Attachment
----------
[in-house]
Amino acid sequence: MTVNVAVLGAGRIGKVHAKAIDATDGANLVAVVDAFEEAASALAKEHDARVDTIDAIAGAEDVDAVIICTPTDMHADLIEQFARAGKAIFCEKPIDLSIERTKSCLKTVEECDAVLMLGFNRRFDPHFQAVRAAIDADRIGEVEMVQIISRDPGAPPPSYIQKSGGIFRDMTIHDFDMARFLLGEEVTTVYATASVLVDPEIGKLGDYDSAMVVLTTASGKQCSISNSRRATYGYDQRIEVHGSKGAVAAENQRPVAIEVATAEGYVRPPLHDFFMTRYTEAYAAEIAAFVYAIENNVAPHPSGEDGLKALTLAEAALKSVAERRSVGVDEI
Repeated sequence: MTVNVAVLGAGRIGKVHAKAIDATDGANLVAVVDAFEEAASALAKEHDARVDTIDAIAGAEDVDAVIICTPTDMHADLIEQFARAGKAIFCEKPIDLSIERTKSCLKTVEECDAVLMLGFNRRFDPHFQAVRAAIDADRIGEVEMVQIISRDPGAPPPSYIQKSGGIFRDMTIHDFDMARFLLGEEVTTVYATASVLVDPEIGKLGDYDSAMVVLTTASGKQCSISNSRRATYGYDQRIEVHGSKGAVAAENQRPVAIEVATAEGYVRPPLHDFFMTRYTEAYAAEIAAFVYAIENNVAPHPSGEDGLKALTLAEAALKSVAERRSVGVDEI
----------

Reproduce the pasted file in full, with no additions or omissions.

[in-house]
Amino acid sequence: MTVNVAVLGAGRIGKVHAKAIDATDGANLVAVVDAFEEAASALAKEHDARVDTIDAIAGAEDVDAVIICTPTDMHADLIEQFARAGKAIFCEKPIDLSIERTKSCLKTVEECDAVLMLGFNRRFDPHFQAVRAAIDADRIGEVEMVQIISRDPGAPPPSYIQKSGGIFRDMTIHDFDMARFLLGEEVTTVYATASVLVDPEIGKLGDYDSAMVVLTTASGKQCSISNSRRATYGYDQRIEVHGSKGAVAAENQRPVAIEVATAEGYVRPPLHDFFMTRYTEAYAAEIAAFVYAIENNVAPHPSGEDGLKALTLAEAALKSVAERRSVGVDEI
Repeated sequence: MTVNVAVLGAGRIGKVHAKAIDATDGANLVAVVDAFEEAASALAKEHDARVDTIDAIAGAEDVDAVIICTPTDMHADLIEQFARAGKAIFCEKPIDLSIERTKSCLKTVEECDAVLMLGFNRRFDPHFQAVRAAIDADRIGEVEMVQIISRDPGAPPPSYIQKSGGIFRDMTIHDFDMARFLLGEEVTTVYATASVLVDPEIGKLGDYDSAMVVLTTASGKQCSISNSRRATYGYDQRIEVHGSKGAVAAENQRPVAIEVATAEGYVRPPLHDFFMTRYTEAYAAEIAAFVYAIENNVAPHPSGEDGLKALTLAEAALKSVAERRSVGVDEI